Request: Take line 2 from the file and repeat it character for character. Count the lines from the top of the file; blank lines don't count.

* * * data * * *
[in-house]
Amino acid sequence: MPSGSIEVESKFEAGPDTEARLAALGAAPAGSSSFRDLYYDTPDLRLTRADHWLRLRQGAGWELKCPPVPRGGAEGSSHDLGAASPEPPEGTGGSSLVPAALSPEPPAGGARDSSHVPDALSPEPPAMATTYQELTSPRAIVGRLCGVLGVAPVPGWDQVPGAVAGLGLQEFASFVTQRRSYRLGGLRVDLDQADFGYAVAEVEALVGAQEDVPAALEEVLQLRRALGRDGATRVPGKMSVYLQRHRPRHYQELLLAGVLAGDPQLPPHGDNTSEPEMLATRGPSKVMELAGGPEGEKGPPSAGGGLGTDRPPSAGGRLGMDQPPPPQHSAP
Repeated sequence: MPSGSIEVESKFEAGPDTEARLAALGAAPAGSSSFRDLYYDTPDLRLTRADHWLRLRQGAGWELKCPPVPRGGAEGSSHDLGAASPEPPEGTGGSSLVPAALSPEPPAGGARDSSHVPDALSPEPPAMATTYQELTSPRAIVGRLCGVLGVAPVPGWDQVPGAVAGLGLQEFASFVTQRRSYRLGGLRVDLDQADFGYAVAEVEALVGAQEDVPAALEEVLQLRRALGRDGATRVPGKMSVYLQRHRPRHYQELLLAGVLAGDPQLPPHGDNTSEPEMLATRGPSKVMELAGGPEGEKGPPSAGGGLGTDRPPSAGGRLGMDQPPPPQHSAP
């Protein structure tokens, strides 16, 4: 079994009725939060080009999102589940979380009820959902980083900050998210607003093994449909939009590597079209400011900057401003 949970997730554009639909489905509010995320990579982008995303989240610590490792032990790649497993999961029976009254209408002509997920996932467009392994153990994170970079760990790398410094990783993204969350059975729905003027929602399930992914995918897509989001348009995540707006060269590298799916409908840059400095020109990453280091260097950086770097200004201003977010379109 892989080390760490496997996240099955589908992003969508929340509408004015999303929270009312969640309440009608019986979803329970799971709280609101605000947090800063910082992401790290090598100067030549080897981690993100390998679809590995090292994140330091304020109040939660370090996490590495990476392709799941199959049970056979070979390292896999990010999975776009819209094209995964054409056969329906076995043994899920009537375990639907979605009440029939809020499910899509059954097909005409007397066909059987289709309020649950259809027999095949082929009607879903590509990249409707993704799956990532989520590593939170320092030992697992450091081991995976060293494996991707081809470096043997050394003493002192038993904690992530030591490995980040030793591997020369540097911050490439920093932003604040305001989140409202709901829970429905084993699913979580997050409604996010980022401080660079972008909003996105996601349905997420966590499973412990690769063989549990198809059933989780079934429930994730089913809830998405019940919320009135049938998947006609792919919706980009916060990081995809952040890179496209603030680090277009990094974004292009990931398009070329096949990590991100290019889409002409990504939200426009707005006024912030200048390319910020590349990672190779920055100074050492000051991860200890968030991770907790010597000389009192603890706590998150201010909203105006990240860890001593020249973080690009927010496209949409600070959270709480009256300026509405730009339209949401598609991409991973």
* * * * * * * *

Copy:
Amino acid sequence: MPSGSIEVESKFEAGPDTEARLAALGAAPAGSSSFRDLYYDTPDLRLTRADHWLRLRQGAGWELKCPPVPRGGAEGSSHDLGAASPEPPEGTGGSSLVPAALSPEPPAGGARDSSHVPDALSPEPPAMATTYQELTSPRAIVGRLCGVLGVAPVPGWDQVPGAVAGLGLQEFASFVTQRRSYRLGGLRVDLDQADFGYAVAEVEALVGAQEDVPAALEEVLQLRRALGRDGATRVPGKMSVYLQRHRPRHYQELLLAGVLAGDPQLPPHGDNTSEPEMLATRGPSKVMELAGGPEGEKGPPSAGGGLGTDRPPSAGGRLGMDQPPPPQHSAP